Athena award for research that makes findings in national quality registers

The Athena Prize, the healthcare system's largest prize for clinical research, is awarded this year to Stefan James, professor of cardiology and senior physician at Uppsala University Hospital and research leader at Uppsala Clinical Research Center (UCR) at Uppsala University.

Stefan James, Uppsala University Hospital, wins the Athena Prize 2015. Photographer Pax Engström Nyström.
Stefan James, Uppsala University Hospital, wins the Athena Prize 2015. Photographer Pax Engström Nyström.

The prize, which consists of a research grant of SEK 150,000, will be awarded on Thursday, December 3, in connection with the Swedish Medical Society’s National Medical Meeting. The award is presented by Anders Lönnberg, the government’s national coordinator for life science.

The Athena Prize jury’s justification for selecting the winner reads

“A groundbreaking concept that utilizes the national quality registers and paves the way for interesting collaborations between academia, healthcare and life science companies. An important effort to strengthen the competitiveness of Swedish clinical research and to fill the many knowledge gaps in healthcare.”

A completely new model for study design

Together with his colleagues, Stefan James has developed a model for a completely new type of study design that enables large and randomized clinical studies at a very low cost. The model uses the information available in the national quality registers. Patients are randomized at the same time as their data are recorded in the registry. The first time the model was used was in the so-called Taste study, which started in 2010 and included 7,244 people from all hospitals in Sweden until mid-2012 to investigate how a new type of medical device affected the risk of recurrence of a heart attack. The study is the largest prospective, randomized study to date to investigate the effect of a medical device on heart attack patients and the results have been published in the New England Journal of Medicine, one of the world’s most prestigious scientific journals.

– Conducting clinical trials is extremely expensive and time-consuming. Only a small proportion of clinical decisions in healthcare are currently evidence-based in the sense that they are based on well-designed clinical studies. We realized that in order to do large clinical studies that really matter to patients, we need to find new methods and make studies more efficient, cheaper and include more and more representative patients,” says Stefan James.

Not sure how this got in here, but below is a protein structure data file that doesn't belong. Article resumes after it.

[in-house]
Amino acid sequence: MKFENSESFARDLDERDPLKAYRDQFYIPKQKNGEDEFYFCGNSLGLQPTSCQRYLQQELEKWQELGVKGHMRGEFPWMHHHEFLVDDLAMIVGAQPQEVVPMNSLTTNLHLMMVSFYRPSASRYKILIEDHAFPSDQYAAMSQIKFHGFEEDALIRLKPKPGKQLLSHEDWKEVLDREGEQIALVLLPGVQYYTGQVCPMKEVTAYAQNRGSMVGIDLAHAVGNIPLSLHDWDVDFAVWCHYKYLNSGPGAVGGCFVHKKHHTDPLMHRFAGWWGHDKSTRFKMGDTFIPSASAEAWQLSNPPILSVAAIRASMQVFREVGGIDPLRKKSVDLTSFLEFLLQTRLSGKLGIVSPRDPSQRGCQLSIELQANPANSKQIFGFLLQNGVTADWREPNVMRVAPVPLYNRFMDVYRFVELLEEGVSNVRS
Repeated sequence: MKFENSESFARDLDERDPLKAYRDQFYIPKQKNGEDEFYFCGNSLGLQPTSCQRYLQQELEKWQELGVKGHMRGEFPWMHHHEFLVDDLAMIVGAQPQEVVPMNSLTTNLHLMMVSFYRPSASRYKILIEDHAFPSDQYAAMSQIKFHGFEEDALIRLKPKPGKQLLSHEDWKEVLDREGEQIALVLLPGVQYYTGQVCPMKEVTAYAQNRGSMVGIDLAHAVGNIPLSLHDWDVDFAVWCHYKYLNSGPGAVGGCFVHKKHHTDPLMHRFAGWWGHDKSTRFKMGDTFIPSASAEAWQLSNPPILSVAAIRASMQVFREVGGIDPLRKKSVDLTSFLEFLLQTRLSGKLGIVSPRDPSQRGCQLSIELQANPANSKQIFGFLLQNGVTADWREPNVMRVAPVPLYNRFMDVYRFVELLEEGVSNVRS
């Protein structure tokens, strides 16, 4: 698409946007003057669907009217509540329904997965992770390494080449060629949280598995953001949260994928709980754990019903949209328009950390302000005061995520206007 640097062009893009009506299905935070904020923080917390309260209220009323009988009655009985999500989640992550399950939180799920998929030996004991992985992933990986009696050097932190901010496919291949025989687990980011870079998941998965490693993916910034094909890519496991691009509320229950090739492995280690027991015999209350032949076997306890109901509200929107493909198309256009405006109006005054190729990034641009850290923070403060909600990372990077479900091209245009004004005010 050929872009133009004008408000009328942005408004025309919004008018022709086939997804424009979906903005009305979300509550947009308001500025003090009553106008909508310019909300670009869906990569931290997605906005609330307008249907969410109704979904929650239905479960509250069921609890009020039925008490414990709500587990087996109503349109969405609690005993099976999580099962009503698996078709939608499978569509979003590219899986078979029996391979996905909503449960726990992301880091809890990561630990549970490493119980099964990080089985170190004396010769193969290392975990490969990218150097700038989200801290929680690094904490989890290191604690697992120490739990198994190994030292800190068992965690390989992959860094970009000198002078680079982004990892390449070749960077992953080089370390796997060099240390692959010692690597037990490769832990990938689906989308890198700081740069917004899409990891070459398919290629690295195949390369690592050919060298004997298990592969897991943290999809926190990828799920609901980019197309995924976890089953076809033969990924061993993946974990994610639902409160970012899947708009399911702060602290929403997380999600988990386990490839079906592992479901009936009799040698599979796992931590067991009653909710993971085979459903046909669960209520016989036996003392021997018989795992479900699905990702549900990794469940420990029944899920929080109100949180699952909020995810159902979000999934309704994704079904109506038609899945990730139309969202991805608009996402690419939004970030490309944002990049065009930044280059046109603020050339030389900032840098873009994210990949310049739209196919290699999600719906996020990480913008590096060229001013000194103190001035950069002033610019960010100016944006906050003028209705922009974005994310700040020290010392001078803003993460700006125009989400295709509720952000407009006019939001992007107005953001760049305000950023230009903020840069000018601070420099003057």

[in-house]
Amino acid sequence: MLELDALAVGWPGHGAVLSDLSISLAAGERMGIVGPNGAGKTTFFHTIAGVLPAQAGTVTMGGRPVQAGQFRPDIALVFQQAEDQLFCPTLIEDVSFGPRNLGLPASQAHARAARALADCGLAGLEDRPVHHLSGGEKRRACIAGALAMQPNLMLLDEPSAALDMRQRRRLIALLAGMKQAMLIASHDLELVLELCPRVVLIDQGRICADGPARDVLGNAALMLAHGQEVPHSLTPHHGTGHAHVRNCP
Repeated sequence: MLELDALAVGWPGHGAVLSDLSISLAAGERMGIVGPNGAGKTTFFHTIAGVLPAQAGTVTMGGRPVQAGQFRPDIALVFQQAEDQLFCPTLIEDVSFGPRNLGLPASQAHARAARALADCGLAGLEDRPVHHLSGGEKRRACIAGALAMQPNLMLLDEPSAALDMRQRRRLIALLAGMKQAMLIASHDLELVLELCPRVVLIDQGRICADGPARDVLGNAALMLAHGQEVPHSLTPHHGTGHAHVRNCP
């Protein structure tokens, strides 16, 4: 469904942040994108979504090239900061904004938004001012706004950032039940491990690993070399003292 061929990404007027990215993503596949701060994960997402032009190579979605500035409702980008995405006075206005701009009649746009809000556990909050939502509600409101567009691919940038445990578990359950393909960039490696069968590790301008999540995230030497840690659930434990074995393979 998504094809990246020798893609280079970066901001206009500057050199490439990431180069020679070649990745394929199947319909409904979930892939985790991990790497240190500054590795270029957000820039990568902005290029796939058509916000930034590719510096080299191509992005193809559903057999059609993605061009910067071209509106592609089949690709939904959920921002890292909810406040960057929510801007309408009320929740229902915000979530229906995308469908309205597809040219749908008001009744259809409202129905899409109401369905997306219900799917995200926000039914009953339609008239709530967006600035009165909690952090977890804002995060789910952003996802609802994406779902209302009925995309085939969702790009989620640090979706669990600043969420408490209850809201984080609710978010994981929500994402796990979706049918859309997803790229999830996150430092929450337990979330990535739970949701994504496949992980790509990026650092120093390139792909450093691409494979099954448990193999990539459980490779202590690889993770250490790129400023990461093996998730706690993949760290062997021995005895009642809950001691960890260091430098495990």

A new registry-based randomized clinical trial has recently started at UCR. This study examines a new method of measuring pressure in patients with angina compared to the currently established technique.

About the Athena Prize

The Athena Prize is supported by VINNOVA, the Swedish Research Council, Forte, the Swedish Association of Local Authorities and Regions, LIF, Sweden Bio, Swedish Medtech and the newspaper Dagens Medicin. The purpose of the prize is to recognize and reward significant achievements in clinical research in Sweden. The jury’s assessment criteria are medical benefit, level of innovation, urgency, scientific quality, societal benefit and collaboration between healthcare, academia and industry.

About the jury

The Athena winner has been selected by an expert jury with broad representation from healthcare, academia and industry. The jury includes: Johanna Adami (Chair), Health Division, VINNOVA, Mats Ulfendahl, Principal Secretary for Medicine and Health, Swedish Research Council, Håkan Billig, Chair of the Medical Society’s Committee for Clinical Research, Bertil Guve, Director of the Center for Technology in Medicine and Health, Royal Institute of Technology, Karin Heeroma, Medical Director, Astra Zeneca, Christina Herder, CEO, Dilaforette, Peter Lönnroth, Deputy Regional Director, Region Västra Götaland, Nina Rehnqvist, Chair of the Swedish Agency for Health Technology Assessment, Ewa Ställdal, Director General, Forte, the Swedish Research Council for Health, Working Life and Welfare, and Christina Kennedy, Editor-in-Chief, Dagens Medicin.